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One Year of Democratic Principles Maintains Ohio’s Double-Digit Jobless

Focus to Create Jobs is Not on Their Priority List
A look at what has happened and what is possible:

COLUMBUS—Ohio House Republicans amiably encouraged a public discussion with their legislative colleagues to address the fact that Ohio has now faced an entire year of double-digit unemployment.

“As lawmakers, it is our responsibility to the people we represent to work in a bipartisan manner. However, Ohio House Democrats continue to push frivolous legislation that ignores the real needs of Ohioans,” said Asst. Leader Louis W. Blessing (R-Cincinnati). “At a time when Ohio and Michigan are national leaders in unemployment, I can’t help but wonder – if job creation isn’t their priority, then what is?”

Ohio’s unemployment rate is consistently higher than the national average, with 10.9 percent of Ohioans unemployed compared with 9.9 percent of Americans. After 17 months of legislative follies, pandering policies and complete Democratic neglect of job creation, House Republicans are actively seeking a public discussion with their counterparts on how to repair Ohio’s economy.

“As a small business owner, I see firsthand the effects of the mistakes made by Governor Strickland and his Democratic allies,” said House Republican Whip John Adams (R-Sidney). “The Buckeye state needs job creation and real economic relief, not political maneuvers. We should take up legislation to address this continuing problem before the Speaker considers adjourning the House for summer recess.”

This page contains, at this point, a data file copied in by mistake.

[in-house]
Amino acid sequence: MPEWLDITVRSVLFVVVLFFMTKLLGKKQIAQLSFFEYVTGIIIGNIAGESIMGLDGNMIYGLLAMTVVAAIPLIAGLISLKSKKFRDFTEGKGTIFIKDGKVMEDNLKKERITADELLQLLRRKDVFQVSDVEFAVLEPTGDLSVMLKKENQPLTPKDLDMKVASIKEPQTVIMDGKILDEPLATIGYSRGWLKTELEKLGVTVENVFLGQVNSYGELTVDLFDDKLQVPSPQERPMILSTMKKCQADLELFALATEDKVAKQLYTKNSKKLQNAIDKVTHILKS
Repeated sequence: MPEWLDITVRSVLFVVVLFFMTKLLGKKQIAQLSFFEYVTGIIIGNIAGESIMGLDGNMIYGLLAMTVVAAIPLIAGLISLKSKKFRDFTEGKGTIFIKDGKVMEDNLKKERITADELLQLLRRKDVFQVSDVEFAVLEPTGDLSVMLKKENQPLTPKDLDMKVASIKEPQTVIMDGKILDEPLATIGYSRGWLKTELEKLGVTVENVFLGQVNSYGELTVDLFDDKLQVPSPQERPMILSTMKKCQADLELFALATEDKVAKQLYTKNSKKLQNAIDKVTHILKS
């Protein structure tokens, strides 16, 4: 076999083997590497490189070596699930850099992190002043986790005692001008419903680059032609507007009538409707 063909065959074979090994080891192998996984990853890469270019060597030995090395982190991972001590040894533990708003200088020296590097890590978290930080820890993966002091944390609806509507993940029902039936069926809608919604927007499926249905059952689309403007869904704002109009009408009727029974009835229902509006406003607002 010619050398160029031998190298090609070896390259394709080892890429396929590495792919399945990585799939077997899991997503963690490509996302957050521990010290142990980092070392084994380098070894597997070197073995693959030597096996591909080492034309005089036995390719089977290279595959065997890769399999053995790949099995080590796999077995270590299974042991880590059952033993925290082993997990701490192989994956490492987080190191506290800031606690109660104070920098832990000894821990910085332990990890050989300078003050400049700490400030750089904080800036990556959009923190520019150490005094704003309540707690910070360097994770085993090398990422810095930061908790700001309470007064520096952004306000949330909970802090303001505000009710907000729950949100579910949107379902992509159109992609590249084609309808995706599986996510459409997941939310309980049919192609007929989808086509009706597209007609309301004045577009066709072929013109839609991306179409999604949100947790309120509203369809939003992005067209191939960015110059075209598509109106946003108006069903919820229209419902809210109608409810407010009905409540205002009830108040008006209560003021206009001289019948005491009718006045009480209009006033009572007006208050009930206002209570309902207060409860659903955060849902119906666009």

One answer to Ohio’s economic woes is House Bill 25, a measure to reduce spending and consolidate Ohio’s government bloat. Currently, Ohio’s government has 24 cabinet departments and more than 300 boards, commissions, task forces and councils under the executive branch alone. This structure has led to duplicative services and staffing inefficiencies, as well as misuse of tax dollars. House Bill 25 will consolidate state government into 11 agencies, which will improve Ohio’s business environment, save the taxpayers approximately $1 billion, and help address Ohio’s imminent $8 billion deficit. This will result in government services being administered more efficiently and effectively to those Ohioans who need it the most.

“House Democrats need to be open to a fundamental change in how we operate in Columbus,” said Adams. “They’ve had numerous opportunities to get this state back on track by improving the business climate and making our tax code more competitive, but every sensible solution has been ignored. It’s long overdue that they step up to the plate and be the leaders that Ohioans asked for, instead of procrastinating the decisions that need to be made.”

House Bill 25 is a vital component of the “Future of Ohio” government reform package, a collection of 10 bills to get government spending under control, reduce government waste and improve Ohio’s business climate. However, since its introduction in February 2009, this legislation has only received one committee hearing. The House Republican Caucus remains hopeful that this and other cost-saving, job-creation measures will receive further committee hearings after an open, bipartisan discussion.